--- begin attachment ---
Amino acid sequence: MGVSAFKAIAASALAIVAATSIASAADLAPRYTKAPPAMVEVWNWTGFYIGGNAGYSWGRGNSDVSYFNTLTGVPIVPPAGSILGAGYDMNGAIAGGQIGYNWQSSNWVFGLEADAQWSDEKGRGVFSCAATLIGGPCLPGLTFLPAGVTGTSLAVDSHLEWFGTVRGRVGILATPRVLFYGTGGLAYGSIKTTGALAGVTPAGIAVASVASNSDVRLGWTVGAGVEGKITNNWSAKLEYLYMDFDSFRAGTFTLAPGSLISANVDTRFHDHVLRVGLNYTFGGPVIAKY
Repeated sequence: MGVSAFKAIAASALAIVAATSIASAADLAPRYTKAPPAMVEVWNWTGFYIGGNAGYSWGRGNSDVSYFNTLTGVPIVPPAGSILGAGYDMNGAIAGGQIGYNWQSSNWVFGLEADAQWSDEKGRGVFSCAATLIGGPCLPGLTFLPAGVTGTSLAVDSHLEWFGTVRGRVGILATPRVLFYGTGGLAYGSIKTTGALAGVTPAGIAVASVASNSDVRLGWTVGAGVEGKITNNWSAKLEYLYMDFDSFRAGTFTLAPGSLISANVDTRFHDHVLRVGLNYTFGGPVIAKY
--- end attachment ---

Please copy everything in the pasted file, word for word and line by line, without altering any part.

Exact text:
Amino acid sequence: MGVSAFKAIAASALAIVAATSIASAADLAPRYTKAPPAMVEVWNWTGFYIGGNAGYSWGRGNSDVSYFNTLTGVPIVPPAGSILGAGYDMNGAIAGGQIGYNWQSSNWVFGLEADAQWSDEKGRGVFSCAATLIGGPCLPGLTFLPAGVTGTSLAVDSHLEWFGTVRGRVGILATPRVLFYGTGGLAYGSIKTTGALAGVTPAGIAVASVASNSDVRLGWTVGAGVEGKITNNWSAKLEYLYMDFDSFRAGTFTLAPGSLISANVDTRFHDHVLRVGLNYTFGGPVIAKY
Repeated sequence: MGVSAFKAIAASALAIVAATSIASAADLAPRYTKAPPAMVEVWNWTGFYIGGNAGYSWGRGNSDVSYFNTLTGVPIVPPAGSILGAGYDMNGAIAGGQIGYNWQSSNWVFGLEADAQWSDEKGRGVFSCAATLIGGPCLPGLTFLPAGVTGTSLAVDSHLEWFGTVRGRVGILATPRVLFYGTGGLAYGSIKTTGALAGVTPAGIAVASVASNSDVRLGWTVGAGVEGKITNNWSAKLEYLYMDFDSFRAGTFTLAPGSLISANVDTRFHDHVLRVGLNYTFGGPVIAKY